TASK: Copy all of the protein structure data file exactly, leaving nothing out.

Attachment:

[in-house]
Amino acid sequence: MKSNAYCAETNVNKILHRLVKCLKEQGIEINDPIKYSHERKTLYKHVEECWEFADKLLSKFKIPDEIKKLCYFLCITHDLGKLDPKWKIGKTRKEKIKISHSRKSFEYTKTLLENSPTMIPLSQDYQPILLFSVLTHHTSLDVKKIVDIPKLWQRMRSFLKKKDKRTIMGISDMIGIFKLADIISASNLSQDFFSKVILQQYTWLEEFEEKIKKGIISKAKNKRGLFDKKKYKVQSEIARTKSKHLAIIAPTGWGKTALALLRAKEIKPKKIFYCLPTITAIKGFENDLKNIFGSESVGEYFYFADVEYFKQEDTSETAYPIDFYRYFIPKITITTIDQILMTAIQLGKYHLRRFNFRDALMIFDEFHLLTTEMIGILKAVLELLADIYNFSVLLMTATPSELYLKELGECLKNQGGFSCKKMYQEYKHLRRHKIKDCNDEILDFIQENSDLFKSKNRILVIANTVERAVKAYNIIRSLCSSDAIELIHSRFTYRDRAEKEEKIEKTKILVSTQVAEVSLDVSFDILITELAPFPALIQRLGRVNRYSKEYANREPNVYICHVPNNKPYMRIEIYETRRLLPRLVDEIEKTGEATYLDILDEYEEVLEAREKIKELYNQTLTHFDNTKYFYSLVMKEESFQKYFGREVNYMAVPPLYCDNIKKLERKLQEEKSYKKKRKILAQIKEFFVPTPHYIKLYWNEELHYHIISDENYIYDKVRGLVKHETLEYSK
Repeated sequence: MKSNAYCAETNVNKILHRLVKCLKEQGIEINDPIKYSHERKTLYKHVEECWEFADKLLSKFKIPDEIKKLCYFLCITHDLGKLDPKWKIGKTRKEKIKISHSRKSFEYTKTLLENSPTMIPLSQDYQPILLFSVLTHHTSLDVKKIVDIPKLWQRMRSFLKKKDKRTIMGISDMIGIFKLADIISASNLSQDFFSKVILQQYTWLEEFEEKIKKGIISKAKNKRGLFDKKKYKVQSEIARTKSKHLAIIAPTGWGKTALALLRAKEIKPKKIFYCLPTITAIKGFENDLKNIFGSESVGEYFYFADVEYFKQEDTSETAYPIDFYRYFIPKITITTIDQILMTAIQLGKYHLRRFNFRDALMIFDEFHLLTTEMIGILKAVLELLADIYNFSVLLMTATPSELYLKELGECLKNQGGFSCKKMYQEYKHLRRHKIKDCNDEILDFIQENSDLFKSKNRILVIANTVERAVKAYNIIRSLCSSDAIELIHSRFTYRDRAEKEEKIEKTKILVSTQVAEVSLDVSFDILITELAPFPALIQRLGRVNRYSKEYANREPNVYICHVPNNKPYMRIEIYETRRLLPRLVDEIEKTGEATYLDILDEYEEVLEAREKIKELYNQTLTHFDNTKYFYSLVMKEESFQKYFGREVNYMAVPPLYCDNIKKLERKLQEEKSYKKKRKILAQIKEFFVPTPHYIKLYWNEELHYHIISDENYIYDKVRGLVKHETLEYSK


[in-house]
Amino acid sequence: MKSNAYCAETNVNKILHRLVKCLKEQGIEINDPIKYSHERKTLYKHVEECWEFADKLLSKFKIPDEIKKLCYFLCITHDLGKLDPKWKIGKTRKEKIKISHSRKSFEYTKTLLENSPTMIPLSQDYQPILLFSVLTHHTSLDVKKIVDIPKLWQRMRSFLKKKDKRTIMGISDMIGIFKLADIISASNLSQDFFSKVILQQYTWLEEFEEKIKKGIISKAKNKRGLFDKKKYKVQSEIARTKSKHLAIIAPTGWGKTALALLRAKEIKPKKIFYCLPTITAIKGFENDLKNIFGSESVGEYFYFADVEYFKQEDTSETAYPIDFYRYFIPKITITTIDQILMTAIQLGKYHLRRFNFRDALMIFDEFHLLTTEMIGILKAVLELLADIYNFSVLLMTATPSELYLKELGECLKNQGGFSCKKMYQEYKHLRRHKIKDCNDEILDFIQENSDLFKSKNRILVIANTVERAVKAYNIIRSLCSSDAIELIHSRFTYRDRAEKEEKIEKTKILVSTQVAEVSLDVSFDILITELAPFPALIQRLGRVNRYSKEYANREPNVYICHVPNNKPYMRIEIYETRRLLPRLVDEIEKTGEATYLDILDEYEEVLEAREKIKELYNQTLTHFDNTKYFYSLVMKEESFQKYFGREVNYMAVPPLYCDNIKKLERKLQEEKSYKKKRKILAQIKEFFVPTPHYIKLYWNEELHYHIISDENYIYDKVRGLVKHETLEYSK
Repeated sequence: MKSNAYCAETNVNKILHRLVKCLKEQGIEINDPIKYSHERKTLYKHVEECWEFADKLLSKFKIPDEIKKLCYFLCITHDLGKLDPKWKIGKTRKEKIKISHSRKSFEYTKTLLENSPTMIPLSQDYQPILLFSVLTHHTSLDVKKIVDIPKLWQRMRSFLKKKDKRTIMGISDMIGIFKLADIISASNLSQDFFSKVILQQYTWLEEFEEKIKKGIISKAKNKRGLFDKKKYKVQSEIARTKSKHLAIIAPTGWGKTALALLRAKEIKPKKIFYCLPTITAIKGFENDLKNIFGSESVGEYFYFADVEYFKQEDTSETAYPIDFYRYFIPKITITTIDQILMTAIQLGKYHLRRFNFRDALMIFDEFHLLTTEMIGILKAVLELLADIYNFSVLLMTATPSELYLKELGECLKNQGGFSCKKMYQEYKHLRRHKIKDCNDEILDFIQENSDLFKSKNRILVIANTVERAVKAYNIIRSLCSSDAIELIHSRFTYRDRAEKEEKIEKTKILVSTQVAEVSLDVSFDILITELAPFPALIQRLGRVNRYSKEYANREPNVYICHVPNNKPYMRIEIYETRRLLPRLVDEIEKTGEATYLDILDEYEEVLEAREKIKELYNQTLTHFDNTKYFYSLVMKEESFQKYFGREVNYMAVPPLYCDNIKKLERKLQEEKSYKKKRKILAQIKEFFVPTPHYIKLYWNEELHYHIISDENYIYDKVRGLVKHETLEYSK